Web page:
JERUSALEM, ISRAEL - "The Jewish Agency is very relevant to Jews in South America searching for a sense of belonging," says Ravital Poleg, who will soon take on the post of chief representative in Rio de Janeiro, after a five-year stint as Consul at the Israeli Embassy in Quito, Ecuador.
There are some 95,000 Jews in Brazil, with most of them living in Sao Paulo, Rio de Janeiro and other smaller cities. The Jewish Agency deals with many aspects of their community services, including aiding Aliyah, Taglit-birthright, Masa, educational programs such as Machon for Youth Leaders from Abroad, the Hillel youth movement for students, related school activities, and student exchange programs, and more.
Poleg's life story could serve as a chapter in Zionist history books – and one she says could serve as a role model for those yearning for a closer attachment to Israel.
In the 1950s, Revital's parents – who had been living on kibbutz - decided to pioneer in then nascent central city of Kiryat Gat, in the newly-developed Lachish region in the western Negev desert.
The Jewish Agency founded the Lachish Region Authority, which was meant to absorb the massive wave of Aliyah throughout the 1950s and create a continuum of communities between the Gaza Strip to the south, and the Har Hevron region to the east.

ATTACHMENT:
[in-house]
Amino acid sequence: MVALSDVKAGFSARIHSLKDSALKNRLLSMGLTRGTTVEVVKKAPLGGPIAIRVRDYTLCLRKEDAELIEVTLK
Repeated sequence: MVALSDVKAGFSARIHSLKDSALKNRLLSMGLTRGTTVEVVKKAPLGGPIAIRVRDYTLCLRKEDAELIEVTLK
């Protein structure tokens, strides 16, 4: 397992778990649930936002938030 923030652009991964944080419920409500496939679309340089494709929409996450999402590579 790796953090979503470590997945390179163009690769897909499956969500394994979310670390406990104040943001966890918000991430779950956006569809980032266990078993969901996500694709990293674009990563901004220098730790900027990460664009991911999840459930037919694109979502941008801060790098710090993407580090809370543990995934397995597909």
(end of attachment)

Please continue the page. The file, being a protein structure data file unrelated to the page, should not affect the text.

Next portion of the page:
"This was my education at home," she recalls. "My father was a founder of the Aliyah Bet (second wave of pre-state immigration to Israel) and clandestine immigration via The Jewish Agency, and my mother was an immigrant from Chile," who taught her Spanish at home. "I experienced a very 'Israeli' childhood, with all the parts of society that came to the region."
The communities were planned and built to accommodate Jews from the same, mostly middle-eastern countries, as part of conclusions drawn from earlier waves of Aliyah.
The villages were run by a system of "Transitional Farm Management," meaning that, since most of the immigrants were originally from urban areas, and unfamiliar with farming and pursuing agricultural livelihoods, Jewish Agency employees aided them in gradually developing their homesteads into independent, agriculture-based villages.
Poleg says that, growing up under such circumstances suited her, and that the need for "integration" as a putative newcomer, "was a vague concept, because I lived among all Aliyah members as an equals."
Her decision to work with the Jewish Agency followed a long development period, in which she worked in the Youth and Pioneer Departments (of the Jewish Agency), served as administrative assistant for then Knesset Chairman, and former Agency director, Avrum Burg, and was later active in founding the Peres Center for Peace.
"I am ready to begin this task," she says of the new post, adding that, "we have much to offer and this is my real challenge with the local community."